This is the season for festivities and fund-raisers when important and worthy charities call upon the community to do its bit for the general good. Of course, they also call upon chefs and restaurateurs, wineries and breweries to provide the necessary bait that will lure the general public into showing up and opening their wallets. It never ceases to amaze me how often and how selflessly the hospitality industry donates time and treasure and expertise to these worthy causes. In a business where profit margins are at best limited, the effort expended is even more commendable.
Now then… Here is another event behind which we should all throw our support. It’s called Recipe for Change and the purpose is to promote Food Literacy in schools. I’m all in favour of food – and literacy – and schools. And I particularly admire FoodShare and the work it does in our schools. In the past, I have looked into the sometimes deplorable state of nutrition within our education systems. There are many dedicated people working really hard to improve matters, but the problem is enormous. Anyone with children – or with an ounce of common sense – knows that hungry or malnourished children have to struggle to learn. Here is an opportunity to do something about it. What follows is the press release about the Tasting Adventure Dinner set for May 26. This one is really important.
31 Top Toronto Chefs, 8 Wineries and a Brewery Make for One Delicious Recipe for Change on May 26
Tasting Adventure Dinner Supports Food Literacy in Schools
On Thursday, May 26, 2011, an unprecedented 31 top Toronto Chefs will come together with 8 local wineries and a local brewery to serve up one fantastic meal with delicious consequences: Food Literacy in schools.
Recipe for Change is a Tasting Adventure unlike any other: a full meal with beverage accompaniments plus unheard-of opportunities to mingle with 31 Chefs seldom found in the same room, let alone contributing to the same meal.
Toronto Chef Luminaries contributing to this special night include Didier Leroy of Didier, Fabio Bondi of Local Kitchen, Martin Kouprie of Pangaea, Anthony Rose of The Drake Hotel, Winlai Wong of Spice Route, Donna Dooher of Mildred’s Temple Kitchen, Steffan Howard of Palais Royale, Adam Colquhoun of Oyster Boy, Albert Ponzo of Le Sélect Bistro, Michael Van Den Winkel of Quince, Rocco Agostino of Enoteca Sociale and Pizzeria Libretto, Luis Valenzuela of Torito, Chris McDonald of Cava and Xococava, David Garcelon & Tim Palmer of the Fairmont Royal York, Marc Breton of the Gladstone Hotel, Anne Yarymowich of Frank at the AGO, Mark Cutrara of Cowbell, Zane Caplansky of Caplansky’s Delicatessen, and more.
Recipe for Change is a celebration of food with a purpose, supporting FoodShare’s Field to Table Schools program, which returns Food Literacy to students from Junior Kindergarten through Grade 12.
FoodShare is the only organization in Toronto taking a complete, multi-faceted and creative approach to food in schools, approaching issues of childhood nutrition from all angles. The organization pioneered the model for student nutrition programs in the City of Toronto, which works hand-in-hand with its Field to Table Schools program, the educational complement that returns food education to schools delivering hands-on fun food activities and curriculum connections from Junior Kindergarten through Grade 12 to cultivate Food Literacy. FoodShare’s “Good Food Café” is a successful healthy cafeteria, which the Toronto Star has called “the future of school lunches.” And in 2010 the organization helped facilitate Canada’s first school market garden at Bendale Business and Technical Institute in Toronto.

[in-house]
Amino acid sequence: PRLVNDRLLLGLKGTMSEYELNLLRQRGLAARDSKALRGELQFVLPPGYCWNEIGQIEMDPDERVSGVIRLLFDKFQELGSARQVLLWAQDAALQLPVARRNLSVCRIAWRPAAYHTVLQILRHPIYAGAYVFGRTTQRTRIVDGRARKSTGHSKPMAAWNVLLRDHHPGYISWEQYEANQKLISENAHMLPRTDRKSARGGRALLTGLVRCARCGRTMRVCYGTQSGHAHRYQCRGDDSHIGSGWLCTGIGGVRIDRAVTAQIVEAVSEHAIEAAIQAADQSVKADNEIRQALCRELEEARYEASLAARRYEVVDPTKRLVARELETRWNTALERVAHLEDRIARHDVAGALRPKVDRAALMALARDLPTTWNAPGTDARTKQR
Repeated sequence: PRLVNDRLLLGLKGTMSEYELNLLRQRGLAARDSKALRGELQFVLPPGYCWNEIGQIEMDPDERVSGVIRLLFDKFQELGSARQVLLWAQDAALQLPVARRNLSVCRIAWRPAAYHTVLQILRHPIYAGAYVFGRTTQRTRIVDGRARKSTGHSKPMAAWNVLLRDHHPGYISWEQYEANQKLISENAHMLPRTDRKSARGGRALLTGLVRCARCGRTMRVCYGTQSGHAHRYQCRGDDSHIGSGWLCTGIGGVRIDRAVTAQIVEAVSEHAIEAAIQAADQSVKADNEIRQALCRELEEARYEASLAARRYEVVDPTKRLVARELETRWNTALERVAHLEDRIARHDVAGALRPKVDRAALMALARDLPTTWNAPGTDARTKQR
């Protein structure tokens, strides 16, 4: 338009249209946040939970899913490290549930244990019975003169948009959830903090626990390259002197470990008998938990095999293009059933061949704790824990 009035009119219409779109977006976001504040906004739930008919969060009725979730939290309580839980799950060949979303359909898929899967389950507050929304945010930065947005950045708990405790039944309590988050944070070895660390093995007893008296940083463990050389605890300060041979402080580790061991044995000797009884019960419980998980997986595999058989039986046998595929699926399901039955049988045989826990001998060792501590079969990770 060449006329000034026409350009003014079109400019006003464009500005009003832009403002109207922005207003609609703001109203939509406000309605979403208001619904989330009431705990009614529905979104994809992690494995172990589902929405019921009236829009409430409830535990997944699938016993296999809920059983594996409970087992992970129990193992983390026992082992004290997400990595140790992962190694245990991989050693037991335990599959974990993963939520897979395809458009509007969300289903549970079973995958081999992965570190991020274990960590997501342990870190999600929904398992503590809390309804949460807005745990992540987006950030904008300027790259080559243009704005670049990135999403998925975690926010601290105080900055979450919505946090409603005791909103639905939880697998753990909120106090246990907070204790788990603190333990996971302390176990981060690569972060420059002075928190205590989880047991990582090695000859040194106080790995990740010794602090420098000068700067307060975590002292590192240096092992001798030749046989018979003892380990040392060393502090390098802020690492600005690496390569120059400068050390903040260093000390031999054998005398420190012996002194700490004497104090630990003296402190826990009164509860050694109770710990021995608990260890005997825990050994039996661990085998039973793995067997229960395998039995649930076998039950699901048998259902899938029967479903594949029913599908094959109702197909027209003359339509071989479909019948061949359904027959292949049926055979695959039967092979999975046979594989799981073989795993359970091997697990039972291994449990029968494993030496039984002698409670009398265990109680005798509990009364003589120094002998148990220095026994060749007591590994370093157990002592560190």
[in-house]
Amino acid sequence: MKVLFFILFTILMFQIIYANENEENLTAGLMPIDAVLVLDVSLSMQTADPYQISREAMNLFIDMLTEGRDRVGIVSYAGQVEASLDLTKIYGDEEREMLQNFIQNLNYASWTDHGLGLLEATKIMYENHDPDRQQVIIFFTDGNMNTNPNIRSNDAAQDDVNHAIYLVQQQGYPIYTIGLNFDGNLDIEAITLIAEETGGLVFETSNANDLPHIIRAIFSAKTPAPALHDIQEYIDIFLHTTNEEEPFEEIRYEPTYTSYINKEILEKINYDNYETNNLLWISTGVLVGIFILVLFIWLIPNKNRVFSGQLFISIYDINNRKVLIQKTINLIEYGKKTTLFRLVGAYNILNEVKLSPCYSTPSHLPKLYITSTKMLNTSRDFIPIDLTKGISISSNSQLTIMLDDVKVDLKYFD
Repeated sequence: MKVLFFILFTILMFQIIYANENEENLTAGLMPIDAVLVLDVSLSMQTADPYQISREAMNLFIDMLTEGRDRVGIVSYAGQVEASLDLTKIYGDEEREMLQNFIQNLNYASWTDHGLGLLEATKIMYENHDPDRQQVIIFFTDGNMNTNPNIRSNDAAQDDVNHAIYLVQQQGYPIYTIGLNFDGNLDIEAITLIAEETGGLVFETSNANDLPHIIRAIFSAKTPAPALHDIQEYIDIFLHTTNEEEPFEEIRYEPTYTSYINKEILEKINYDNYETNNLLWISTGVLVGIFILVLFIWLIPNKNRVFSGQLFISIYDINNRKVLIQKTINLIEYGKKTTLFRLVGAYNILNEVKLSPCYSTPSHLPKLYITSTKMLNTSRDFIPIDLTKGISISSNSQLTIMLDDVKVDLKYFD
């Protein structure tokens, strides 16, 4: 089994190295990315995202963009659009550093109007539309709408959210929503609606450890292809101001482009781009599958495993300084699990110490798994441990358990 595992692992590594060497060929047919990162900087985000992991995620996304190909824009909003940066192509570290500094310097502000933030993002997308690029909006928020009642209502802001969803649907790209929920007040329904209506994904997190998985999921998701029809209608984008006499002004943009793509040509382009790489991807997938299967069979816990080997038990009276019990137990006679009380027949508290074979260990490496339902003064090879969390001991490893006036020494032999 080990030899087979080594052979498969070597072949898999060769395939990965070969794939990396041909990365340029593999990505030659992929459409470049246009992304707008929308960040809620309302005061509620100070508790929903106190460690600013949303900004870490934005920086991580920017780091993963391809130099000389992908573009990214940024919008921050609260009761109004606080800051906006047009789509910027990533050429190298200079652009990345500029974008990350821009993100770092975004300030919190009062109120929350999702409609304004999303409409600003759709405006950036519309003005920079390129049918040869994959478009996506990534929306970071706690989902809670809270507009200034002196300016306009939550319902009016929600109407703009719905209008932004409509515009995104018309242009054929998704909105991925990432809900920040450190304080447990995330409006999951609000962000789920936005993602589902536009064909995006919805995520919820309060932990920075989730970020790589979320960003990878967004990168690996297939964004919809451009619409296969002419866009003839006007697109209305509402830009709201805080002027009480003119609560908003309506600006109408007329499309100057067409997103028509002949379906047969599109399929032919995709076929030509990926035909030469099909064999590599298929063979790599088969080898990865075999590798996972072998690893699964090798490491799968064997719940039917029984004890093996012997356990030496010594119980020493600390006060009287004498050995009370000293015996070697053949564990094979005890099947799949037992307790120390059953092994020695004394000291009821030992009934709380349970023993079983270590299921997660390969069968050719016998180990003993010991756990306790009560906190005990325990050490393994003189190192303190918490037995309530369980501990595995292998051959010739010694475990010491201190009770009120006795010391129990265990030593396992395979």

“At FoodShare, we’re cooking up a Recipe for Change,” says executive director Debbie Field, “we’re reminding children what food is and where it comes from, teaching that healthy food also tastes good, and helping them to choose it for themselves. Now with the help of this amazing group of chefs, and the Recipe for Change event on May 26, we are taking this work to a new level: leading the charge to embed food education in the Ontario curriculum and make Food Literacy a requirement of graduation for our students. Recipe for Change will take our vision for students to new heights: healthy fresh food in schools, and students being taught to cook, garden and compost throughout all the subject areas.”
Complete details on the event may be found at http://foodshare.net/RFC2011/index.htm, including chef bios, and all food and beverage offerings. Tickets are just $100, a steal for a full meal and accompanying beverages and a fantastic night out.
Marion Kane (former Food Editor of the Toronto Star, local food sleuth and broadcaster) calls Recipe for Change “the best fundraising feast I have attended”, saying of the inaugural 2010 event that “chefs and guests all relished the fantastic food and uplifting spirit.”
When: Thursday, May 26, 2011, 6-9pm
Where: St Lawrence Market North Building (92 Front St E., Toronto’s first marketplace)
FoodShare Toronto (www.foodshare.net) is Canada’s largest community food security organization. Now in its 26th year, FoodShare works with communities to improve access to healthy, affordable, sustainably-produced food through community-based programs and policy recommendations, with a vision of Good Healthy Food for All. FoodShare’s programs, which reach over 145,000 children and adults per month in Toronto, include fresh produce sourcing and sales, childhood nutrition, hands-on food education from JK-Grade 12, a healthy school cafeteria model, gardening, composting, cooking, and urban agriculture. See a full backgrounder on FoodShare’s multifaceted work in schools and childhood nutrition at: http://foodshare.net/download/FoodShare’s%20work%20in%20schools%20backgrounder.pdf